The Tree of Life – 22 April 2019

The painting here by Blake Debassigne of the Tree of Life comes from the tradition of the Anishinabe people (Ojibway), one of the native peoples of North America.

The tree is full of life, with the naked Christ at its center. The tree of the crucifixion is the tree of life. It is a cedar; well rooted, strong, and firmly planted. The cedar is known for its medicinal purposes – this tree is for healing. Christ holds wild roses in his hands, recalling the practice of giving flowers when a person dies.

There are two representations of the Holy Trinity in the picture: the three birds sitting at the tree top, and the three circles above them. The faces in the tree are those who are living today, the birds represent people who have died.

The Tree of Life appears in the first and last books of the Bible. It is a tree in Eden, but access to it is denied when Adam and Eve are driven out of the garden. It appears again in the book of Revelation, part of the new garden of paradise, available now to bring healing to all the people’s of the world.

 

Then the angel showed me the river of the water of life, bright as crystal, flowing from the throne of God and of the Lamb through the middle of the street of the city; also, on either side of the river, the tree of life with its twelve kinds of fruit, yielding its fruit each month. The leaves of the tree were for the healing of the nations.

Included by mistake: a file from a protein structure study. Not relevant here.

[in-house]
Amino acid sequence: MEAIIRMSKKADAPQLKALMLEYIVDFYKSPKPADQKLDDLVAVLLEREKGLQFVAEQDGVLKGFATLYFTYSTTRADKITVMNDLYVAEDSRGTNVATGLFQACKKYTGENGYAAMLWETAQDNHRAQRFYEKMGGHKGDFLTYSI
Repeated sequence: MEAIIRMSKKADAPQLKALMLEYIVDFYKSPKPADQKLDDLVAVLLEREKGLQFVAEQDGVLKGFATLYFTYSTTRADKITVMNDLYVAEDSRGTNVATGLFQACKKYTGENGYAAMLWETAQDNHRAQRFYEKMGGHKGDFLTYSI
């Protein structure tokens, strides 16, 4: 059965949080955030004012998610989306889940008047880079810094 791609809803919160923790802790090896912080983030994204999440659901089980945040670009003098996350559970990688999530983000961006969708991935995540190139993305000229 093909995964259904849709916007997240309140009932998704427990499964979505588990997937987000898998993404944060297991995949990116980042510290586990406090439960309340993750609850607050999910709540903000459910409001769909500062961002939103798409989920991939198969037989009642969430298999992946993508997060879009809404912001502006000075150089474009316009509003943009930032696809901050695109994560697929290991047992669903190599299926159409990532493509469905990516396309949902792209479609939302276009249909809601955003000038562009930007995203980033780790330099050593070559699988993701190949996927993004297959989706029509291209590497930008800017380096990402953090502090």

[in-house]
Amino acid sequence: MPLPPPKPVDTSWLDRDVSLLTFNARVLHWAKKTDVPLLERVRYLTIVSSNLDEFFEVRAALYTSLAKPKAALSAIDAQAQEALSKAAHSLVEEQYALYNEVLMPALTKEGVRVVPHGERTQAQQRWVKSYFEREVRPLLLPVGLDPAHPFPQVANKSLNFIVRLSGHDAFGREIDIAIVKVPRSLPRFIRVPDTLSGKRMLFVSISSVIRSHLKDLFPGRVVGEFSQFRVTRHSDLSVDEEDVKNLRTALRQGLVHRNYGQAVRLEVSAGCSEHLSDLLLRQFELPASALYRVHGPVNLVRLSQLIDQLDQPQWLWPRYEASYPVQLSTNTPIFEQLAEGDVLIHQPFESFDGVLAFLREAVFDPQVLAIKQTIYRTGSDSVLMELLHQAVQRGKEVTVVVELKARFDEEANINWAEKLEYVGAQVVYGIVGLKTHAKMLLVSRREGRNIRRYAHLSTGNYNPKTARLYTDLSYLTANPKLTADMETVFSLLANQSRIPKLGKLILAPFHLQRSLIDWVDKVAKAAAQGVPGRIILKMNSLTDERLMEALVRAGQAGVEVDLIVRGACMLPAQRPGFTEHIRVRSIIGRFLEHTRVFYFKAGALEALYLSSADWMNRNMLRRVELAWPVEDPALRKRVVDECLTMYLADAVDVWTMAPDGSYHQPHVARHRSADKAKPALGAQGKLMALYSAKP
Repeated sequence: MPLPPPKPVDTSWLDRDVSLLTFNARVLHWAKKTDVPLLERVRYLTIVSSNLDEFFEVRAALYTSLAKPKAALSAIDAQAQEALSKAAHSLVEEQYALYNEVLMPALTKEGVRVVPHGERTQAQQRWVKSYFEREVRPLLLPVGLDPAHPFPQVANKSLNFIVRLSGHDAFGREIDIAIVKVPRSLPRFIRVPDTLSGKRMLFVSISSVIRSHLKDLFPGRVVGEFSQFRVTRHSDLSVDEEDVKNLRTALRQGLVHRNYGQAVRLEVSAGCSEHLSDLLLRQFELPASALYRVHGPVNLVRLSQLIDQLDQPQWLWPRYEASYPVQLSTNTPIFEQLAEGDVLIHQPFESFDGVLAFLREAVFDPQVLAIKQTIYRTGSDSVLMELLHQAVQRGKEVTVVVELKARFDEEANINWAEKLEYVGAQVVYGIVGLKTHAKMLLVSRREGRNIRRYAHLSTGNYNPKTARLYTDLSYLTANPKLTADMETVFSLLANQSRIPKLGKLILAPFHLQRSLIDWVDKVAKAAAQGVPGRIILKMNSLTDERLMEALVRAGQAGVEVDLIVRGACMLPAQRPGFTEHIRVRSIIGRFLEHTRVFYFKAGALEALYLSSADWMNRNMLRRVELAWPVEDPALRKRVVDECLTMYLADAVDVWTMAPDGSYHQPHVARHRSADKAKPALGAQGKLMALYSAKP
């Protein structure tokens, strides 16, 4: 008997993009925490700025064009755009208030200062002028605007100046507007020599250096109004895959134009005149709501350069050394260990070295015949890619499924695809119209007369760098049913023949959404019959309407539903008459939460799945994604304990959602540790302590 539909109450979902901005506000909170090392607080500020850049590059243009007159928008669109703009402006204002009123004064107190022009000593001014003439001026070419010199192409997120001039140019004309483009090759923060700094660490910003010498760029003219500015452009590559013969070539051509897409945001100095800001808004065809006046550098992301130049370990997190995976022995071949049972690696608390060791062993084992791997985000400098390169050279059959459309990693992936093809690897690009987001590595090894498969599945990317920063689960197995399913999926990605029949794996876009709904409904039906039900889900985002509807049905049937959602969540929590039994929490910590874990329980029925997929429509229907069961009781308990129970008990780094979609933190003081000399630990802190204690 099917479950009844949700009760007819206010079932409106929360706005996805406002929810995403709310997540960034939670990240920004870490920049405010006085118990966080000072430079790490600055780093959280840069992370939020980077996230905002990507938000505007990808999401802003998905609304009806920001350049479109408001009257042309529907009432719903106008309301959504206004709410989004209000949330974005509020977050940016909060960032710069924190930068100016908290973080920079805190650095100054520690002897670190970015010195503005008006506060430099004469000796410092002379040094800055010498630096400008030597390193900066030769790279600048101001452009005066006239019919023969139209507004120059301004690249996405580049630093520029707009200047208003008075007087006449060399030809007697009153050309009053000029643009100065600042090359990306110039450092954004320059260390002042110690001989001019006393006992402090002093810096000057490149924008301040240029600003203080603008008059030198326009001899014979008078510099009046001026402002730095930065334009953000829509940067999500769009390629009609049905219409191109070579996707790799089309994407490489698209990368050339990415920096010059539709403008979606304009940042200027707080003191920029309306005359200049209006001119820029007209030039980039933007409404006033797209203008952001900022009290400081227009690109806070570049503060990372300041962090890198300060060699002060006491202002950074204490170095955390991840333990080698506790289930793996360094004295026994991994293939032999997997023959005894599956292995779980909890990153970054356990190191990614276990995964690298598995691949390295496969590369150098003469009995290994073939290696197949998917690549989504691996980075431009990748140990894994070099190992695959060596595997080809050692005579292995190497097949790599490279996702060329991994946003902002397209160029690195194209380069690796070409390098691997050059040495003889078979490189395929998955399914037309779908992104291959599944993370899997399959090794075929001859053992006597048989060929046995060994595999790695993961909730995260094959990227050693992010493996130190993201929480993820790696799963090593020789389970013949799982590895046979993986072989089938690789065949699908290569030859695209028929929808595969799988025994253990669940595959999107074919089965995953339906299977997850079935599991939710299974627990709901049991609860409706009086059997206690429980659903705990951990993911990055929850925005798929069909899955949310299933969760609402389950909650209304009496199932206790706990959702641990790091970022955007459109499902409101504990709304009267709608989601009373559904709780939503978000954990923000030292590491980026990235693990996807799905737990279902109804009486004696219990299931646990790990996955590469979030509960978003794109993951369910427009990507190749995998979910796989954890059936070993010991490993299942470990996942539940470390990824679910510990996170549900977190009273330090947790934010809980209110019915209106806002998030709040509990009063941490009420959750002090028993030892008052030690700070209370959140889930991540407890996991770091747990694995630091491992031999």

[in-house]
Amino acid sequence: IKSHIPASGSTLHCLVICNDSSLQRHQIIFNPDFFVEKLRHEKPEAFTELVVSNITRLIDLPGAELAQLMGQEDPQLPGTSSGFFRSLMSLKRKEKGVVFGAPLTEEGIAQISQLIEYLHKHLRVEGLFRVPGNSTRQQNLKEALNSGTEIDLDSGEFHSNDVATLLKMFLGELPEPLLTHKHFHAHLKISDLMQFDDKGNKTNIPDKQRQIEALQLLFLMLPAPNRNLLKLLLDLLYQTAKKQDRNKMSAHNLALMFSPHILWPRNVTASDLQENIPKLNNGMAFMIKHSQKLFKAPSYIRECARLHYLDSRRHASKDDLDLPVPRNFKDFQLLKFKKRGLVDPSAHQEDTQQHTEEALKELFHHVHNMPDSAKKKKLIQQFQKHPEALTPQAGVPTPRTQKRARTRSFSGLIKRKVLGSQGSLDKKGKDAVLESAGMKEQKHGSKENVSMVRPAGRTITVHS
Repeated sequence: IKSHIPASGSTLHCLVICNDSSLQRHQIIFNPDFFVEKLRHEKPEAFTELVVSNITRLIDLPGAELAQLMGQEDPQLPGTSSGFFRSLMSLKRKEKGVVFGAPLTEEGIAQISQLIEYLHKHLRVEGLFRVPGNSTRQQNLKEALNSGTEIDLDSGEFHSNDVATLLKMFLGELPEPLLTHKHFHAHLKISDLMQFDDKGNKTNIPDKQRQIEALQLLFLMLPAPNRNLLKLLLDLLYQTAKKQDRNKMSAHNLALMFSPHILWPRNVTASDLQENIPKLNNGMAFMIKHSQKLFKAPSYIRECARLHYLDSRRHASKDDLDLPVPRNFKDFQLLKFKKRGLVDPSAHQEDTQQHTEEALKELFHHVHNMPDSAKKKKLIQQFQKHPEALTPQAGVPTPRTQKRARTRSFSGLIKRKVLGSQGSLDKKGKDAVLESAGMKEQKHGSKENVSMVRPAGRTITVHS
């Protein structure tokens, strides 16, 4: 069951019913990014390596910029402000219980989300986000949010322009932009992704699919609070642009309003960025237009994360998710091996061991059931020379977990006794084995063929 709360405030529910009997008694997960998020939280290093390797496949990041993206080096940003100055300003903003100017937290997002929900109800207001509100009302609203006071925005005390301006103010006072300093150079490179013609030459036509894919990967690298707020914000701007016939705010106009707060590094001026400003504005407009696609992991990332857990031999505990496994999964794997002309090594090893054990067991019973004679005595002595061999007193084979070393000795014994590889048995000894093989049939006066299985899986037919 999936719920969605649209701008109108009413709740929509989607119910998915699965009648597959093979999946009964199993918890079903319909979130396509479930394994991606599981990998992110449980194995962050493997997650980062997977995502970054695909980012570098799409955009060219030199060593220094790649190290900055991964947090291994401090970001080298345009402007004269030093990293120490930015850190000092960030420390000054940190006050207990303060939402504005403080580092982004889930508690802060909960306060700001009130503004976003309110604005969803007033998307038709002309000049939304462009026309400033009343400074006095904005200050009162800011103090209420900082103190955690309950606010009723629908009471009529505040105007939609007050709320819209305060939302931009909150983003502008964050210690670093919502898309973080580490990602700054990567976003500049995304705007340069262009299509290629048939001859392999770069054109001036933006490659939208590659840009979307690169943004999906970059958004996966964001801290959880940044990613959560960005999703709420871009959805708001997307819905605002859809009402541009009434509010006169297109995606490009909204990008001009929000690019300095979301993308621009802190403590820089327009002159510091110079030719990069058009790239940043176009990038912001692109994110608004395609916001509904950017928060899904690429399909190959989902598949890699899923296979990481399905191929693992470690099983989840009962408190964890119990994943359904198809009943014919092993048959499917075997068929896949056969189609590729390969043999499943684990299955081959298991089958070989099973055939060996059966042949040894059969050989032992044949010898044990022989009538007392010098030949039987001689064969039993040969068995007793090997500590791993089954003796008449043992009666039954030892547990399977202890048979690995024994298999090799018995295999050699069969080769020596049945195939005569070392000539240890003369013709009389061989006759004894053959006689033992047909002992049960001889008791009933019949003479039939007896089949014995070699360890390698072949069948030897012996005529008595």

Revelation 22:1-2

The tree of life with ev’ry good
In Eden’s holy orchard stood,
And of its fruit so pure and sweet
God let the man and woman eat.
Yet in this garden also grew
Another tree, of which they knew;
Its lovely limbs with fruit adorned
Against whose eating God had warned.

The stillness of that sacred grove
Was broken, as the serpent strove
With tempting voice Eve to beguile
And Adam too by sin defile.
O day of sadness when the breath
Of fear and darkness, doubt and death,
Its awful poison first displayed
Within the world so newly made.

What mercy God showed to our race,
A plan of rescue by His grace:
In sending One from woman’s seed,
The One to fill our greatest need —
For on a tree uplifted high
His only Son for sin would die,
Would drink the cup of scorn and dread
To crush the ancient serpent’s head!

Now from that tree of Jesus’ shame
Flows life eternal in His name;
For all who trust and will believe,
Salvation’s living fruit receive.
And of this fruit so pure and sweet
The Lord invites the world to eat,
To find within this cross of wood
The tree of life with ev’ry good.

Stephen Starke, Lutheran Hymn